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Tuesday, July 06, 2010

Taser maker fights inquiry conclusion that stun gun can kill

July 6, 2010
By Petti Fong, Toronto Star

Taser International says its bottom line is hurting and its reputation has been slurred in the wake of a provincial public inquiry report that concluded the weapon can cause death.

In a court application Monday to the B.C. Supreme Court, Taser asked that a judge quash the findings of the Braidwood Commission.

The commission, led by retired judge Thomas Braidwood, released its report late last month following a two-part inquiry into the death of Polish immigrant Robert Dziekanski at Vancouver International Airport on Oct. 14, 2007.

Dziekanski, 40, died after RCMP officers shot him five times in the chest with a Taser weapon.

David Neave, a lawyer for the U.S. manufacturer, told Judge Robert Sewell on Monday that Taser is concerned about Braidwood’s conclusion that the weapon can cause death.

“It’s a slur on Taser that its device can kill,” Neave said. “That’s a slur that ought to be removed.”

Sewell noted the commission had concluded the “harm this product could cause carries with it a low risk of death.” However, Neave said there is no medical or scientific evidence to support that the weapon has caused any deaths.

Sewell challenged Neave further and said use of the weapon, if carried out by anyone other than police officers, could be considered assault causing bodily harm. “This product is designed to cause harm,” the judge said.

Neave rejected that. “It’s designed to incapacitate,” he said. “Certainly there is a pain component associated.”

The company is asking that all findings regarding the weapon’s safety be removed from the report on the grounds that Braid failed to forewarn Taser of his conclusions and did not give the company a chance to refute his conclusion about the weapon.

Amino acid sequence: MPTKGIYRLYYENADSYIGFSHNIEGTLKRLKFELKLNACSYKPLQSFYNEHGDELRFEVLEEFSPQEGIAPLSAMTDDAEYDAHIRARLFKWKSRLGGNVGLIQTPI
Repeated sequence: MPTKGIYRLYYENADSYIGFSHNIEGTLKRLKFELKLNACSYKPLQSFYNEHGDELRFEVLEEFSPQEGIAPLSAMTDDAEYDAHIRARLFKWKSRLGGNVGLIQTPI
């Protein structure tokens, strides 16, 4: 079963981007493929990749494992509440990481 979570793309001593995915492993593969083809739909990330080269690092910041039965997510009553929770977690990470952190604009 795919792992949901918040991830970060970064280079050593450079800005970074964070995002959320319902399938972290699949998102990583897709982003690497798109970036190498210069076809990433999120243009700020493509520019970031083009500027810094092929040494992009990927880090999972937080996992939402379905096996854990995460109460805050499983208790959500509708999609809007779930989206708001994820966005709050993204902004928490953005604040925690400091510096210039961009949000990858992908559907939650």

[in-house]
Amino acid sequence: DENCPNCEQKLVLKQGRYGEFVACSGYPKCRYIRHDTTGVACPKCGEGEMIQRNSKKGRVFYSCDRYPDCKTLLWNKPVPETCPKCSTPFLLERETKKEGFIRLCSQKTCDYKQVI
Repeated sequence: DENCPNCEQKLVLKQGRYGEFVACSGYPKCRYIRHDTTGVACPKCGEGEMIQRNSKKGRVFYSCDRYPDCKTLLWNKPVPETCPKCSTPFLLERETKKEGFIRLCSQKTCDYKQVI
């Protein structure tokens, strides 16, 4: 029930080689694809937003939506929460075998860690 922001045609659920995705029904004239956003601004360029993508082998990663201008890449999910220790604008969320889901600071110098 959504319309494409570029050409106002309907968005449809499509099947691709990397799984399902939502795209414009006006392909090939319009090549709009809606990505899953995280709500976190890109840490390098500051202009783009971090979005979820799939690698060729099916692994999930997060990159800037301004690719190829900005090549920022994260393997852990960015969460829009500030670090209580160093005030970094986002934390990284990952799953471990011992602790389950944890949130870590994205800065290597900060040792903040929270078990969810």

Braidwood, a former B.C. Supreme court justice, was asked by the provincial government to hold a two-part inquiry following public outrage over the death of Dziekanski, whose 30-second interaction with RCMP officers at an airport arrivals lounge and the quick deployment of a Taser were captured on video by a bystander, later seen by hundreds of thousands of viewers after it was publicly posted.

The Polish government is demanding charges be laid against the four RCMP officers but an earlier investigation by the RCMP found a conviction was unlikely and no charges were laid.

After Braidwood’s report came out in June, which included findings that the officers ‘ conduct was shameful and their testimony unreliable, a special prosecutor concluded last week the investigation should be reopened.

Taser, which took part in the inquiry, provided the commission with 174 articles it said prove the weapon cannot be linked to any deaths. Neave said the commissioner referred to only 60 of those articles in his findings.

Neave said the company has cooperated fully with the inquiry but its CEO, during his testimony before the commission, was treated as an adversary under cross-examination by the commission’s lawyer.

The commission heard that 300 deaths in the U.S. and nearly 30 in Canada have had links to Tasers.

“People have been dying in police custody for hundreds and hundreds of years,” said Neave, and there is no evidence a Taser either caused or contributed to any of the deaths associated with the weapon.

The Scottsdale, Ariz.-based company has been spending internal resources on addressing the issue to its clients, said Neave, and the company’s CEO has attributed the loss of one potential contract worth tens of millions to an African client to the findings by the provincial commissioner.

“There has been a negative impact from the decisions in the report . . . an economic backlash,” Neave said.

The B.C. government is expected to respond Tuesday that the inquiry’s findings are not subject to judicial review and there was no obligation to provide Taser with an opportunity to respond to the commissioner’s conclusion.

When he released his report last month, Braidwood seemed to dismiss Taser’s claim.

“I read all their material. I read everything,” he said. “That doesn’t mean I’m going to put it all in. Let me just say I disagreed with them.”

Taser International, in court proceedings in the U.S., has vigorously challenged any suggestions its weapons cause bodily harm or death. In 2008, the company successfully petitioned a judge in Ohio to order autopsy reports for three men rewritten after a medical examiner made reference to the Taser in association with the men’s death. The men died in confrontations with police.

The trial is expected to take five days.

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